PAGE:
How mental wellbeing drives commercial performance

How mental wellbeing drives commercial performance

September 1, 2017 by Stella Petrou Concha

Ignoring mental health is costing Australian businesses
​$48.9 billion per year in lost productivity according to recent research.

As a leader, how do you create an environment that supports both mental wellbeing whilst still driving commercial performance?
Through 2020 Exchange, I had the opportunity to spend a morning with three industry leaders who shared their insights and experiences on what our responsibilities are to protect our staff and how to increase organisational awareness to better support mental wellbeing. Here is my “take home” message from the morning.


Most mental health cases are born from the home

Tom Parker – PeopleSense – Associate Director and Registered Psychologist kicked off the meeting with a staggering statistic that 80% of mental health cases are actually instigated by issues pertaining to home life and not work life. 20% of claims are instigated from work and these mental health cases are often born from workplace disagreements and “bullying”. Despite the fact that mental illness often has nothing to do with work, it’s the work place that tends to suffer as the productivity and performance of the individual begins to wane as the pressure of life increases.


Having meaningful conversations

Derick Borean – Chief Executive Officer of Altius Group spoke freely about the prevention of mental health issues at work. He said that the majority of claims can be prevented through effective leadership driven by weekly 1:1s. A weekly 1:1 creates a space for trust and safety so your staff can feel safe enough to talk to you about how they are holistically as a being. How do you create a psychologically safe environment? Derick believes that having meaningful conversations with people is the first step.

Meaningfull conversations with staff is the first step to mental wellbeing in the workplace
Having meaningful conversations with people is the first step to creating mental wellbeing.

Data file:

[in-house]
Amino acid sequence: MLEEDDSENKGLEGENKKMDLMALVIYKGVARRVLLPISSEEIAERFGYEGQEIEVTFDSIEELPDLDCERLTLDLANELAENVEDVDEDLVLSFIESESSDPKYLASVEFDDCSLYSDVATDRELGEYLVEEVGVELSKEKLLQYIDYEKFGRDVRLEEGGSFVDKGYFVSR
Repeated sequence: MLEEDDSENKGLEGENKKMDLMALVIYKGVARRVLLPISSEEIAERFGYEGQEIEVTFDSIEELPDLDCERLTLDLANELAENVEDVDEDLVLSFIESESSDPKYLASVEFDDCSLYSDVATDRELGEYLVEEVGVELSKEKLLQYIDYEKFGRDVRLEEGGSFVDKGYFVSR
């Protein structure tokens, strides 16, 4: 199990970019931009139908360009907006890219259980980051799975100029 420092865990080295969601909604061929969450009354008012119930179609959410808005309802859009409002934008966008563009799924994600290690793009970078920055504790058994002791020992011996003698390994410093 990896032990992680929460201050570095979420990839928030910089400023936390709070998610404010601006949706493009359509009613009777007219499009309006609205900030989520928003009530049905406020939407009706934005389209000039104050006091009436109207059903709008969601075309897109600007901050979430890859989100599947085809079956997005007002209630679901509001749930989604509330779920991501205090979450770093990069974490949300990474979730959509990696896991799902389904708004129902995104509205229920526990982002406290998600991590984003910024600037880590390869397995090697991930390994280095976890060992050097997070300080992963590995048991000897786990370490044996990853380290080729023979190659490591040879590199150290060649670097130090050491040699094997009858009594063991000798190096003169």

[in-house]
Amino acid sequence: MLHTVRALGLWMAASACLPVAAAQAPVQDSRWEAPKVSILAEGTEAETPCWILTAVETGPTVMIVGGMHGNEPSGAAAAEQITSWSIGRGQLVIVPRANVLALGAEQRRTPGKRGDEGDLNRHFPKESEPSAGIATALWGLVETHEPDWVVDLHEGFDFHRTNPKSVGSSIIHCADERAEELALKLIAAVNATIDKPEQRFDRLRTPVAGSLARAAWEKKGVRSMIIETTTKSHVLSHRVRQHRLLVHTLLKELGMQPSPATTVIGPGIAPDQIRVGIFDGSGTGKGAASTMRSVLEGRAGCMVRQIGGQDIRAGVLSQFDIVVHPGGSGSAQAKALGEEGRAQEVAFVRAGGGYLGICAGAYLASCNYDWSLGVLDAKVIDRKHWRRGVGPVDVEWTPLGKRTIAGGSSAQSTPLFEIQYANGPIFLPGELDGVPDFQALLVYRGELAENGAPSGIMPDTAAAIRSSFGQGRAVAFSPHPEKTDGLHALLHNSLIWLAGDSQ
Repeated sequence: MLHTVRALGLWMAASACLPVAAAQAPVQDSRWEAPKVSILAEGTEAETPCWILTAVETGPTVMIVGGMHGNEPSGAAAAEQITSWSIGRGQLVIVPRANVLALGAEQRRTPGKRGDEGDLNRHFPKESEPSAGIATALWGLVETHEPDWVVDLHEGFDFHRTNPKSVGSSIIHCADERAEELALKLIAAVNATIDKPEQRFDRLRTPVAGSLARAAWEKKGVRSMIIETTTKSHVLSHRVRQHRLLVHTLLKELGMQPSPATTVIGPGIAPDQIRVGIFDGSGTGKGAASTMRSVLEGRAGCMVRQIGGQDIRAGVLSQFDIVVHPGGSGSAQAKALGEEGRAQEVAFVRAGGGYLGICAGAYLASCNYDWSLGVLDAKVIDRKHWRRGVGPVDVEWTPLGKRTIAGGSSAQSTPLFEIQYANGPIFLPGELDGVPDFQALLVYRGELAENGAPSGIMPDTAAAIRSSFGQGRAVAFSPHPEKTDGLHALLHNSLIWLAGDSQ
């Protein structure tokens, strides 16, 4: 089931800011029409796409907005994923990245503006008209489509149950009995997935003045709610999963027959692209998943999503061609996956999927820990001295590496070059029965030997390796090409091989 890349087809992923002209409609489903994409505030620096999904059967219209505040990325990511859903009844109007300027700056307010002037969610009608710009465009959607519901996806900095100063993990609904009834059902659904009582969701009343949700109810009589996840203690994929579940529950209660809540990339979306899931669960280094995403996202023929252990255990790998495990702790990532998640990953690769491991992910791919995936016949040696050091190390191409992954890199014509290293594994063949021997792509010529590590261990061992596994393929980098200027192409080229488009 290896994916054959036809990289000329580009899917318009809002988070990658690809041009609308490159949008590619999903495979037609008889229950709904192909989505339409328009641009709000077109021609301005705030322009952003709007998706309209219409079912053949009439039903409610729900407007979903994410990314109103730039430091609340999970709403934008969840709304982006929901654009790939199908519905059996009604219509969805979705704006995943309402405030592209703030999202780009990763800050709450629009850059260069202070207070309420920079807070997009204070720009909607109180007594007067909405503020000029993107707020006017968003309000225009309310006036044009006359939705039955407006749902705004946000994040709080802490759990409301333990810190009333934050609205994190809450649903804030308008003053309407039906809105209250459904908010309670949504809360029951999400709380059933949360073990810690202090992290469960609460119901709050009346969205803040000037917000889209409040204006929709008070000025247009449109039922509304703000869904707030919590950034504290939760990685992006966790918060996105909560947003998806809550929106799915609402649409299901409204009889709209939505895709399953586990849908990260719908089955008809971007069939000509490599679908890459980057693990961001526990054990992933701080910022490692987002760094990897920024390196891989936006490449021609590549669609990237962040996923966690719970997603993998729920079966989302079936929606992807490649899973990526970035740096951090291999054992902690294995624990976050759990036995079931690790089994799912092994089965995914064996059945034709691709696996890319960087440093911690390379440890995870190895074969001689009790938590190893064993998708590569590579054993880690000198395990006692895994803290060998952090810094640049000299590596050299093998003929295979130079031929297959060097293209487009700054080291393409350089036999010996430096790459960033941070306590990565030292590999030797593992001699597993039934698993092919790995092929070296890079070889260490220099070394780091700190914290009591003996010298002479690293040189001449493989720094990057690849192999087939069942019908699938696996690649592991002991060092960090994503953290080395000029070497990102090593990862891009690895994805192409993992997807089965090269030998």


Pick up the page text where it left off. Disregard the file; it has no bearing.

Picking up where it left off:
Your legal obligation

Sue Barnes – Macpherson Kelley – Special Counsel – Workplace Relations NSW gave us the insight on what our legal obligations are to protect our people. She used the analogy of poor performance management approaches to mentally unwell staff. Putting pressure on them to perform is like putting a sleepless and tired driver behind the wheel of a truck and asking them to deliver a load of goods. Our obligation is to assist them back to health by making reasonable adjustments to their work place before seeking an external assessment from a psychiatrist, it’s legally critical.


Wellness Programmes – prevention is the best cure

Wellness programs that teach resilience and provide weekly 1:1 frameworks were the most successful. Free fruit boxes, subsidised exercise programs and snooker tables didn’t contribute significantly to a mentally sound workforce. Teaching people to be more resilient and giving managers the tools to facilitate empathetic conversations, were the key.


So next time you catch up with your team, ask them “R U OK”? You are doing your bit to contribute to a more productive and mentally healthy workforce.


For more tips on creating a productive work environment, check out Reo’s blog!


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